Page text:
Thursday, April 11, 2013

Two Reels Too Many

When a donkey flies, you really can't expect it to stay in the air long.  The same can be said for any movie with Halle Berry, one of the most overrated actresses working in Hollywood today.  Hey, you really shouldn't expect much from her on the screen.  She can't even drive around the block without hitting another car.

Here's one of my "cleaning lady" films.  What's that?  Well, when you work out of your home, there are those days when you need to vacate the premises so your housekeeper can do her thing without feeling like you are watching her every move with the Swifter.  And that's what brought me to go see "The Call."  The time it was showing and the hour that Maria was coming were simultaneous.

And, oddly enough, this was a game of cinematic roulette that I almost won.  Because the first hour of "The Call" is terrific.  It brings a moviegoer into a world that you seldom get to see.  The inner workings of a 911 call center.  You know you're going to get a lot of excitement because this one is situated in Los Angeles and you know how goofy that city can be.  You get to see how the phone responders are trained and how they are monitored.  The myriad of resources at their fingertips.  The psychological struggles of helping that strange voice calling for help and the agony at never hearing how the problem ultimately gets resolved.  

Indeed, this has the makings of a good documentary.  And started to be a damn entertaining dramatic movie.

Hit and Run Halle is our heroine.  Devoted to her call board and helping her fellow man.  She even dates a cop, so she never really does disconnect from those that serve the city of Los Angeles.  One day, she gets a distress call from a young teenage girl alone at home with an intruder in the house.  Hit and Run Halle makes a small but honest mistake which disconnects the call.  A week later, the girl's body is found in East Los Angeles, where most teenage girls are buried in this city.  This, of course, emotionally destroys our favorite 911 operator, who goes off the board for a while to teach other new people how not to make the same mistake she just did.

Naturally, fate brings Hit and Run Halle back to the call board where she winds up talking to another teenage girl who's been kidnapped and locked in the trunk of a red Toyota Corolla.  I don't think this is the type of product placement the Japanese car maker had in mind.  But, you learn how, if you happen to be locked in the trunk of a Toyota Corolla, to kick out the rear tail light.  See how educational "The Call" can be.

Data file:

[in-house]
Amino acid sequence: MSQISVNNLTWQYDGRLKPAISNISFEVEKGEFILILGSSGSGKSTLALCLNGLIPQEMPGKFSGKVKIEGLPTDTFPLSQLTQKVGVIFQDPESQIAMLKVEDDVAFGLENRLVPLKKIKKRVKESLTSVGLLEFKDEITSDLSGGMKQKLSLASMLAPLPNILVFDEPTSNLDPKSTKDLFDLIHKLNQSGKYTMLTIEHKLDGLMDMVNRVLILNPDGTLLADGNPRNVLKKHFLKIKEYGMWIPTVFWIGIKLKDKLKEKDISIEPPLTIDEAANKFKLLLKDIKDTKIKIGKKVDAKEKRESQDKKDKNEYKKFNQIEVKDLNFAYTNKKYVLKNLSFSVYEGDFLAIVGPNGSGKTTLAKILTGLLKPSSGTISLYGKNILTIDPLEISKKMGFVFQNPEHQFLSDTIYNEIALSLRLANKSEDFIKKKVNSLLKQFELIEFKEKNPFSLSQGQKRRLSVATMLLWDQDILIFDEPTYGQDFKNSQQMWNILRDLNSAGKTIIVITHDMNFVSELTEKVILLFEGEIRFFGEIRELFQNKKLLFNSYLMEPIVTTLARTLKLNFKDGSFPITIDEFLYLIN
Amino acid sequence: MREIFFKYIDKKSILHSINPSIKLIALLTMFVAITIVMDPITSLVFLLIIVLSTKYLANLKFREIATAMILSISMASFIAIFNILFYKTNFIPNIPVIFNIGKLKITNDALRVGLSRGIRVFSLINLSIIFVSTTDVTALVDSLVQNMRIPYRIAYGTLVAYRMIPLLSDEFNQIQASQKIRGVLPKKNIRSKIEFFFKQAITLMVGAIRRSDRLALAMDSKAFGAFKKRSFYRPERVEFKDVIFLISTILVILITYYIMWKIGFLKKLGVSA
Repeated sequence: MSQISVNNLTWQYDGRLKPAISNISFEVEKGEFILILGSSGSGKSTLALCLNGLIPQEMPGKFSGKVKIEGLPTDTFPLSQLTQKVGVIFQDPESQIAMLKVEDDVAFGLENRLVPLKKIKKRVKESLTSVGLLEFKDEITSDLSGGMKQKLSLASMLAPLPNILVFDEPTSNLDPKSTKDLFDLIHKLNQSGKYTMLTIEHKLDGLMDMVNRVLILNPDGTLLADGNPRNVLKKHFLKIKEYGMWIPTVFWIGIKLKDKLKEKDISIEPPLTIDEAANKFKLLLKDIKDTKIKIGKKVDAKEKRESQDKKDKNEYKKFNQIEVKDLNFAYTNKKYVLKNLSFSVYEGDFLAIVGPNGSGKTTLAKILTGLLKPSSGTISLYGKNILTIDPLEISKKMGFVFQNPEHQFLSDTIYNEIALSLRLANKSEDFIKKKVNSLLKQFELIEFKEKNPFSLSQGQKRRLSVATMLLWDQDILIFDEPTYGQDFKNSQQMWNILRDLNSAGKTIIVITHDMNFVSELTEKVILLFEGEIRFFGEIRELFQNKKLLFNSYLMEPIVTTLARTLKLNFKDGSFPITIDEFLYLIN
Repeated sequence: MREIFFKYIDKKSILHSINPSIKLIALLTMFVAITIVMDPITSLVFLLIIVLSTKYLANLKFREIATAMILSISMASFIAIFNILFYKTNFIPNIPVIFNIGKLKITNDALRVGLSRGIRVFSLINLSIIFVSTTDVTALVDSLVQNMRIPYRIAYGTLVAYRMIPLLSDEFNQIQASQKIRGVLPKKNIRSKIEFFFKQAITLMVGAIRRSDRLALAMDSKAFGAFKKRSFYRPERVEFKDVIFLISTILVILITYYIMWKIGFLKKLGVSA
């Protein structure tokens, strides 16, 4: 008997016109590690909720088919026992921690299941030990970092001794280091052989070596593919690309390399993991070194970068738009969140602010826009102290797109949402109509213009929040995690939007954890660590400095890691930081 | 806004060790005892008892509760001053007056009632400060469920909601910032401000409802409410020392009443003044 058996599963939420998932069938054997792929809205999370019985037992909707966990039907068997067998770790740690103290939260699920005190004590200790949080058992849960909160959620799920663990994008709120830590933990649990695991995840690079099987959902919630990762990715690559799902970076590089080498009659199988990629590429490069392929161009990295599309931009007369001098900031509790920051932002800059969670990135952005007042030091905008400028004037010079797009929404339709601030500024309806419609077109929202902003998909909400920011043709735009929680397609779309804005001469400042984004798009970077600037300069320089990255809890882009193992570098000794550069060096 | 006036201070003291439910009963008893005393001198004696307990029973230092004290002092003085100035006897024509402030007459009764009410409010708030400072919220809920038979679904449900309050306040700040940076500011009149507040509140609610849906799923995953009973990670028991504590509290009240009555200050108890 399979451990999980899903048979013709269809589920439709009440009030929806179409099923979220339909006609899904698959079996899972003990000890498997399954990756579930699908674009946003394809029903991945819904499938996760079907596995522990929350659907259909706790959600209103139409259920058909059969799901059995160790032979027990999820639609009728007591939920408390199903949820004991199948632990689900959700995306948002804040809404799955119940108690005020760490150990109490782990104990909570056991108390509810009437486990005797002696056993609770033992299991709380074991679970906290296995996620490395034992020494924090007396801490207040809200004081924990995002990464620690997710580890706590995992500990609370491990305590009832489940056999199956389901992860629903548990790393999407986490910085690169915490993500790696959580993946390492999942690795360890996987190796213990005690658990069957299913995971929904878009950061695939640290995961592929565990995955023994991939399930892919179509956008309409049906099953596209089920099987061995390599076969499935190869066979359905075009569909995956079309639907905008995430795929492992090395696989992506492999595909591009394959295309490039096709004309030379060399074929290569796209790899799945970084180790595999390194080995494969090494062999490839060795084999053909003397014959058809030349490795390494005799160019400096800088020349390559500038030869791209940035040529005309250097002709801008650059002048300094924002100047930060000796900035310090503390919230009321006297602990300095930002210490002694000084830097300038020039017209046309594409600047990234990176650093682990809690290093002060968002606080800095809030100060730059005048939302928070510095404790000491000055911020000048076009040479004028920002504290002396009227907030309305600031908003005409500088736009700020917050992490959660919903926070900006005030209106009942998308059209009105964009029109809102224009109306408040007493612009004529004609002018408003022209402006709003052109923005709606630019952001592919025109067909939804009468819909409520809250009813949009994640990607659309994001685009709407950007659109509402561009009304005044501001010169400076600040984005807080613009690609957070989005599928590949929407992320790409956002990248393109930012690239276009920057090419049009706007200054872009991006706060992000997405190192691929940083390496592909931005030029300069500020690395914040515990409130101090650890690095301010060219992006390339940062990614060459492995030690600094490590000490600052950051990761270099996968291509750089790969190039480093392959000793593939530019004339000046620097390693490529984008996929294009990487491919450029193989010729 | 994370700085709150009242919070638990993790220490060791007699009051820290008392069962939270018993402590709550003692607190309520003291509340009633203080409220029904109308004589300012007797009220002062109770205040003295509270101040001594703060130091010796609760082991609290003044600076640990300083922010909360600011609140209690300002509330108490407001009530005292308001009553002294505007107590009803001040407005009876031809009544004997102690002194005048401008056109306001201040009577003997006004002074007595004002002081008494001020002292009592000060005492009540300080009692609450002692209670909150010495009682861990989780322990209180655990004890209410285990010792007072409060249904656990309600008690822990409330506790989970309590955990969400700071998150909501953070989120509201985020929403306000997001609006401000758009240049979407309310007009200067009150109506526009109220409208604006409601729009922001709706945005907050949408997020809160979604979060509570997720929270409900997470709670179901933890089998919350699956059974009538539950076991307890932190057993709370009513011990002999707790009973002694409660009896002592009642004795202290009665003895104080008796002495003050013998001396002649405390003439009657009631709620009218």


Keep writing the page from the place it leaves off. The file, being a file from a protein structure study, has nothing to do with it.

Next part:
Of course, this winds up as the type of Amber Alert that seems to occur once an hour in Los Angeles.  There is an unsettling confrontation between the abductor and chauffeur Michael Imperioli of "The Sopranos."   Imperioli doesn't get many lines but he's on screen a lot in a "Weekend At Bernie's" kind of way.  Catch my drift?

Meanwhile, you're captivated at how one of these Amber events unfolds.  And you learn how police, paramedics, the media, and John Q. Public can come together to help resolve these situations.  

So far, so good.

And then.......

The final two reels of "The Call" are shown.  

Here the movie comes off the track in ways unimaginable.  The screenwriter and director lose their way in the forest like Hansel and Gretel.  It's as defeating as if NASA, shooting for the surface of the moon, found out that their rocket landed in Casper, Wyoming.  "The Call" falls off the highest cliff ever.  The first complete suspension of logic is when you discover Hit and Run Halle is dealing with the very same guy that killed the first teenage girl.  Who didn't see that coming?  Stevie Wonder, put your hand down.  Even you knew it.

Meanwhile, what we end up with is your typical slasher horror film.  Once you meet the abductor, you're faced with the standard maniac who can't be killed regardless of how many times you stab him, whack him over the head with a chair, or throw face in his face.  Just know that he will get up the mat repeatedly.  That nasty sinus infection that just won't go away.

And, of course, the ridiculousness of it all is further compounded by the mind-numbingly stupid plot device that has Hit and Run Halle to leave her post on the 911 call board and go out....wait for it, all by an isolated field where she will seek out the abductor's hiding place.  There is one totally stupid plot point after another.  The only thing that would have saved the ending for me is if the director chose to have Hit and Run Halle get involved in a car chase.  Now that would have been something to see.

The ending of "The Call" is no different than any other horror movie you have seen in the last twenty years and there's not a single original moment in it.  All the more disappointing because you thoroughly enjoyed the first hour of the film.  

Next time my housekeeper is due to come over, I need to call 911 and ask them where a better movie is playing.

Dinner last night:  BBQ Tri-tip sandwich at Lucille's Smokehouse.

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